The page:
Huge nuclear fusion breakthrough doubles fuel usage, increasing output

Physicists from the EPFL have created a new fundamental fusion law that determines how much fusion fuel can be used in a reactor.

2 minutes & 15 seconds read time

A study on the fusion fuel breakthrough titled "First-Principles Density Limit Scaling in Tokamaks Based on Edge Turbulent Transport and Implications for ITER" has been published in the journal Physical Review Letters.

Huge nuclear fusion breakthrough doubles fuel usage, increasing output 01

Physicists from the Swiss Federal Institute of Technology Lausanne (Ecole Polytechnique Federale de Lausanne, or EPFL) have updated one of the foundational laws governing nuclear fusion research since 1988, the Greenwald limit, named after Martin Greenwald. They have shown that much more hydrogen fuel can safely be used in fusion reactors.

Nuclear fusion (the process of fusing two atomic nuclei, typically of hydrogen, and releasing large amounts of energy) experiments are conducted within reactors called tokamaks. The tokamak is designed to contain the plasma created from the fusion fuel, in this case, hydrogen atoms, which is heated to about ten times the temperature of the sun's core.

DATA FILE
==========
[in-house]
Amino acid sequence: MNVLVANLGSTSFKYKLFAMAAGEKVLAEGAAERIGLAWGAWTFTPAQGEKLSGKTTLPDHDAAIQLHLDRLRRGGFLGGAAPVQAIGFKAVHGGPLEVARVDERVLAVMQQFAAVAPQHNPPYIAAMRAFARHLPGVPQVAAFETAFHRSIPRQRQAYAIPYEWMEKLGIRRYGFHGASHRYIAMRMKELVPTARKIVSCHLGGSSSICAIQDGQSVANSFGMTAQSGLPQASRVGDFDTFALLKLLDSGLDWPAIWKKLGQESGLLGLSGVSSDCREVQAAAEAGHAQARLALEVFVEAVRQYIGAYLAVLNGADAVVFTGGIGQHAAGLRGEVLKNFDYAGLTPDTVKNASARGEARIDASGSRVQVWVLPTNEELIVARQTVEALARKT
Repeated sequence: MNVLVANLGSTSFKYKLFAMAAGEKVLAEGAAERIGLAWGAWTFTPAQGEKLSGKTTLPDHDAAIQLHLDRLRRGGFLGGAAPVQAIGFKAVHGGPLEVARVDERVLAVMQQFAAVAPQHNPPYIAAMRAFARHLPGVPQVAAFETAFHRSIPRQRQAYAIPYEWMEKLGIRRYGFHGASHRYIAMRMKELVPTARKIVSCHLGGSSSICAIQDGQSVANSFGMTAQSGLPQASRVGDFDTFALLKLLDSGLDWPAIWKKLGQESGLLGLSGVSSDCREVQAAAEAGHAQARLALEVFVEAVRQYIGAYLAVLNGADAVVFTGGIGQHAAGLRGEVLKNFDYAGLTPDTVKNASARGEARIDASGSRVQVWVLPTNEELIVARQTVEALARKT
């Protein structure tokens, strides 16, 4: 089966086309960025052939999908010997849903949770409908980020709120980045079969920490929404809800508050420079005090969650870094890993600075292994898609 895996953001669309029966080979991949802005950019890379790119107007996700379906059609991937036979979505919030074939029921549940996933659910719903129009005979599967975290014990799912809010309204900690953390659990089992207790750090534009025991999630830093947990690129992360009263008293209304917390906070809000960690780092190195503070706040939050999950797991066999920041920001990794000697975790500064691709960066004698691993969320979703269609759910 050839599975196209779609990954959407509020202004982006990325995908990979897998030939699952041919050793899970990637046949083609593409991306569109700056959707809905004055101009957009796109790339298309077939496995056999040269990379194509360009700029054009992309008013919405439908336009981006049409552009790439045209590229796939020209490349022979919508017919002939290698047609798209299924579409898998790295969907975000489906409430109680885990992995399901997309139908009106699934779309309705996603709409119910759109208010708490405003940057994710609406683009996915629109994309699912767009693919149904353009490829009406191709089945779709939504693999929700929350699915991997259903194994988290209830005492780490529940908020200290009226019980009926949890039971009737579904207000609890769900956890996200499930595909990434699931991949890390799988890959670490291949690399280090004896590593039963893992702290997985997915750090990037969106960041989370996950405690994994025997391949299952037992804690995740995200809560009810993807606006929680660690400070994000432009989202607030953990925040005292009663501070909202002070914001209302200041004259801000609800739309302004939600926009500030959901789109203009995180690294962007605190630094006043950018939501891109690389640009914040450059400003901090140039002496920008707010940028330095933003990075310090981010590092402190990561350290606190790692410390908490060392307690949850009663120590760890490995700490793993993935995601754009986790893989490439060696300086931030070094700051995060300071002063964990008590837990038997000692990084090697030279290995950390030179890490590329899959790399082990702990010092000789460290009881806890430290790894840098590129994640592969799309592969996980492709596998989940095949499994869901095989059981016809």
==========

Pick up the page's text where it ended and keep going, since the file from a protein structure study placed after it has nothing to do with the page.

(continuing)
A tokamak is currently being constructed in France as part of ITER, the world's largest fusion experiment. The EPFL team has now determined in their study that ITER can use twice the hydrogen previously thought for generating plasma. This will allow the tokamak to generate significantly more fusion energy than before.

"One of the limitations in making plasma inside a tokamak is the amount of hydrogen fuel you can inject into it. Since the early days of fusion, we've known that if you try to increase the fuel density, at some point there would be what we call a 'disruption' - basically you totally lose the confinement, and plasma goes wherever. So in the eighties, people were trying to come up with some kind of law that could predict the maximum density of hydrogen that you can put inside a tokamak," said Paolo Ricci at the Swiss Plasma Center.

"Greenwald derived the law empirically, that is completely from experimental data-not a tested theory, or what we'd call 'first principles.' Still, the limit worked pretty well for research. And, in some cases, like DEMO (ITER's successor), this equation constitutes a big limit to their operation because it says that you cannot increase fuel density above a certain level," continued Ricci.

You can read more from the study here.

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